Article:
The module 53 supplies an output signal 50 indicating overload or no overload to a software module 51 located in node 42. The module 51 sets and updates the restriction parameter for controlling the level of restriction to be applied by node 42 to calls destined for node 41. The restriction parameter is supplied to a module 52 which implements call restriction. The module 51 is identical to the module 48 and the module 52 is identical to the module 49 except that the module 52 does not detect failed calls.
As will be explained in more detail below, the module 48 progressively increases the restriction parameter when the output signal from the module 46 indicates the presence of an overload, thereby increasing the proportion of calls which are blocked, and progressively decreases the restriction parameter when the output signal from the module 46 indicates there is no overload, thereby decreasing the proportion of calls which are blocked. Consequently, the node 40 oscillates in and out of an overload state until the cause of the overload subsides. As a result, the rate at which the node 41 sends call set up messages to the node 40 should be close to the rate at which calls can be completed successfully. By preventing calls which have a low chance of success from reaching node 40, there is removed the risk that such calls will interfere with other calls which have a high chance of success.
The module 51 operates in a similar manner to the module 48. Consequently, if there is an overload at node 41, the process of increasing and decreasing the restriction parameter in module 51 will ensure that the node 41 oscillates into and out of an overload state. However, in most telecommunications networks, the node 41 will be only one of several nodes which are sending call set up messages to the node 40 for calls having the call identity or falling within the set of call identities which are causing the overload. Where the overall proportion of failed and blocked calls is comparatively modest, the node 41 will not be in an overload condition. Where the proportion of failed and blocked calls is severe, the node 41 will also be in an overload condition and so call restriction will also be applied at node 42. Thus, with increasing severity of the overload condition, call restriction is applied progressively further away from node 40.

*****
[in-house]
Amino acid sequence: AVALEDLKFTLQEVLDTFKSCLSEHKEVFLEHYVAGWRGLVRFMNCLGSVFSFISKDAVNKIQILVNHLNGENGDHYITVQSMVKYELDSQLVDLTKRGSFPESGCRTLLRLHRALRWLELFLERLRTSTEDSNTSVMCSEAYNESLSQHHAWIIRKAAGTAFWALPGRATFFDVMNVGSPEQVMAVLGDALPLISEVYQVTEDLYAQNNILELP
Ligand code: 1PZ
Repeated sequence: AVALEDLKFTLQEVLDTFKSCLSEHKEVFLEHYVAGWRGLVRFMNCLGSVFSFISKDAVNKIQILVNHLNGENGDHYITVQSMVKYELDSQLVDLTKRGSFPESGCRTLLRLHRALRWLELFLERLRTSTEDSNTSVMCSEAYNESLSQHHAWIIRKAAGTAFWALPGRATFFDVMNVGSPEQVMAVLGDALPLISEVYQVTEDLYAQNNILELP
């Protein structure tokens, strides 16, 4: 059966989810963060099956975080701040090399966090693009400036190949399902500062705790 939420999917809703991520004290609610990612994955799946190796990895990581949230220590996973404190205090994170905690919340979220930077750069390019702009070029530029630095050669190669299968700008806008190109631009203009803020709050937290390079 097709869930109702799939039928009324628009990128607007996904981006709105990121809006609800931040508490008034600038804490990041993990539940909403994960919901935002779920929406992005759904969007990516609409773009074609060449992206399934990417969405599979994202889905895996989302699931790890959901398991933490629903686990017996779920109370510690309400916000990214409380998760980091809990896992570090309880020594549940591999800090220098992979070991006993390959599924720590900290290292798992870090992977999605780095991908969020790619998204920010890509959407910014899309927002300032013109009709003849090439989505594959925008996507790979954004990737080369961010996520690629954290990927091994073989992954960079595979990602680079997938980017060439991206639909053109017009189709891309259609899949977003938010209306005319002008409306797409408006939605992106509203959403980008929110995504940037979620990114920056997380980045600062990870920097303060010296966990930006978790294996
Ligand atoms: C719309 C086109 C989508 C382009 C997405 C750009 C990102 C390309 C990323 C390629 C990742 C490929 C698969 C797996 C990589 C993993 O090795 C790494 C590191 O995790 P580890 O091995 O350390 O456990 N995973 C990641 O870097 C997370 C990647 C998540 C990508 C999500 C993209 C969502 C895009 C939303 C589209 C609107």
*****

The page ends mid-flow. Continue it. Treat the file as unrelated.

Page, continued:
Because the software modules for controlling overload in node 41 and the other nodes which send call set up messages to the node 40 are the same, the level of call restriction applied in the various nodes in the event of overload will be similar. However, because the signal from the module 46 indicating overload is transmitted in the backward call set up message and not continuously, there will be some variation in the level of restriction. Similarly, the level of restriction applied in the nodes which send set up messages to the node 41 will be similar but not identical.